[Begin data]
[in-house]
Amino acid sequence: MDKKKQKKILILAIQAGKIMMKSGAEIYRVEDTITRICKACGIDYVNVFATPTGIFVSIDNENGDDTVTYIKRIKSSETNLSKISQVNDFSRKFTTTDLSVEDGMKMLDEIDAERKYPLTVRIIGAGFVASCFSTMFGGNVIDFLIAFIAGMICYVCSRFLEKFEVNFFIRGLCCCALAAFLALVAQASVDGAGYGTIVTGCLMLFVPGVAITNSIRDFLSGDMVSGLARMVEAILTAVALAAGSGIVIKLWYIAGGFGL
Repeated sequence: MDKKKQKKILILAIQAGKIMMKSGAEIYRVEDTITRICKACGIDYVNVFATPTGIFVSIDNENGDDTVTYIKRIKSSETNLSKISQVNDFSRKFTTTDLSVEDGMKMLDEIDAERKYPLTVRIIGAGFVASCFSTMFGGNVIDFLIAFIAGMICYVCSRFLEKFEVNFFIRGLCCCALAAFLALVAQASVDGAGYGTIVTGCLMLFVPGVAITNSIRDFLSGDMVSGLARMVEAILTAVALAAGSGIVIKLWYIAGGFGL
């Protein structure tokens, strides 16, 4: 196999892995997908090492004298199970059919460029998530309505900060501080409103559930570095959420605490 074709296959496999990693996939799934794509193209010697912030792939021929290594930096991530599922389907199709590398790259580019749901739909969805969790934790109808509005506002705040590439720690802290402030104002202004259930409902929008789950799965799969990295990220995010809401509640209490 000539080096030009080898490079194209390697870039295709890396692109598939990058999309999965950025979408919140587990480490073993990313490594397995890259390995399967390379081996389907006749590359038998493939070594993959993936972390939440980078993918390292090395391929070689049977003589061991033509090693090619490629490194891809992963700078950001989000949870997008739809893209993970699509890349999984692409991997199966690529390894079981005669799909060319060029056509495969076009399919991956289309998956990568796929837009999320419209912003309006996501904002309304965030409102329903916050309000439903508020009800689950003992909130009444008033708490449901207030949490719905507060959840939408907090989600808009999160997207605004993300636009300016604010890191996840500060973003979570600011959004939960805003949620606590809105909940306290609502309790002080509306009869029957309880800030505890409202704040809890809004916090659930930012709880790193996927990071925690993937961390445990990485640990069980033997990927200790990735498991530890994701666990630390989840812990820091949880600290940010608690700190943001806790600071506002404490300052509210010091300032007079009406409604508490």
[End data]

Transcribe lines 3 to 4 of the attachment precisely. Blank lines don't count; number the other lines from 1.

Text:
Repeated sequence: MDKKKQKKILILAIQAGKIMMKSGAEIYRVEDTITRICKACGIDYVNVFATPTGIFVSIDNENGDDTVTYIKRIKSSETNLSKISQVNDFSRKFTTTDLSVEDGMKMLDEIDAERKYPLTVRIIGAGFVASCFSTMFGGNVIDFLIAFIAGMICYVCSRFLEKFEVNFFIRGLCCCALAAFLALVAQASVDGAGYGTIVTGCLMLFVPGVAITNSIRDFLSGDMVSGLARMVEAILTAVALAAGSGIVIKLWYIAGGFGL
């Protein structure tokens, strides 16, 4: 196999892995997908090492004298199970059919460029998530309505900060501080409103559930570095959420605490 074709296959496999990693996939799934794509193209010697912030792939021929290594930096991530599922389907199709590398790259580019749901739909969805969790934790109808509005506002705040590439720690802290402030104002202004259930409902929008789950799965799969990295990220995010809401509640209490 000539080096030009080898490079194209390697870039295709890396692109598939990058999309999965950025979408919140587990480490073993990313490594397995890259390995399967390379081996389907006749590359038998493939070594993959993936972390939440980078993918390292090395391929070689049977003589061991033509090693090619490629490194891809992963700078950001989000949870997008739809893209993970699509890349999984692409991997199966690529390894079981005669799909060319060029056509495969076009399919991956289309998956990568796929837009999320419209912003309006996501904002309304965030409102329903916050309000439903508020009800689950003992909130009444008033708490449901207030949490719905507060959840939408907090989600808009999160997207605004993300636009300016604010890191996840500060973003979570600011959004939960805003949620606590809105909940306290609502309790002080509306009869029957309880800030505890409202704040809890809004916090659930930012709880790193996927990071925690993937961390445990990485640990069980033997990927200790990735498991530890994701666990630390989840812990820091949880600290940010608690700190943001806790600071506002404490300052509210010091300032007079009406409604508490």